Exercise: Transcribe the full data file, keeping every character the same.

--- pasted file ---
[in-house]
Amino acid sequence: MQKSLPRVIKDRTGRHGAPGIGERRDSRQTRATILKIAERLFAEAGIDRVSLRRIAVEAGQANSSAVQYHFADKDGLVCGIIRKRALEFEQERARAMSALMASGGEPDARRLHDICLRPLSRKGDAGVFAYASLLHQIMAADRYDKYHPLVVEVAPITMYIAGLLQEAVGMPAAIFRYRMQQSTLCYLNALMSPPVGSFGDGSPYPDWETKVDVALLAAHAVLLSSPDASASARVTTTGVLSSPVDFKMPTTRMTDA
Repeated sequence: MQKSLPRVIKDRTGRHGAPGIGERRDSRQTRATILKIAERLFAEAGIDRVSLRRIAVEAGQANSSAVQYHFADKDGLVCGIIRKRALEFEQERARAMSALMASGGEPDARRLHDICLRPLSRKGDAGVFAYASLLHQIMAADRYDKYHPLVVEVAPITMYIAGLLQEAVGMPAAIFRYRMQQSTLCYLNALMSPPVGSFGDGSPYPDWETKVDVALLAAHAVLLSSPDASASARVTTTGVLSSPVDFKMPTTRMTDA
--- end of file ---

[in-house]
Amino acid sequence: MQKSLPRVIKDRTGRHGAPGIGERRDSRQTRATILKIAERLFAEAGIDRVSLRRIAVEAGQANSSAVQYHFADKDGLVCGIIRKRALEFEQERARAMSALMASGGEPDARRLHDICLRPLSRKGDAGVFAYASLLHQIMAADRYDKYHPLVVEVAPITMYIAGLLQEAVGMPAAIFRYRMQQSTLCYLNALMSPPVGSFGDGSPYPDWETKVDVALLAAHAVLLSSPDASASARVTTTGVLSSPVDFKMPTTRMTDA
Repeated sequence: MQKSLPRVIKDRTGRHGAPGIGERRDSRQTRATILKIAERLFAEAGIDRVSLRRIAVEAGQANSSAVQYHFADKDGLVCGIIRKRALEFEQERARAMSALMASGGEPDARRLHDICLRPLSRKGDAGVFAYASLLHQIMAADRYDKYHPLVVEVAPITMYIAGLLQEAVGMPAAIFRYRMQQSTLCYLNALMSPPVGSFGDGSPYPDWETKVDVALLAAHAVLLSSPDASASARVTTTGVLSSPVDFKMPTTRMTDA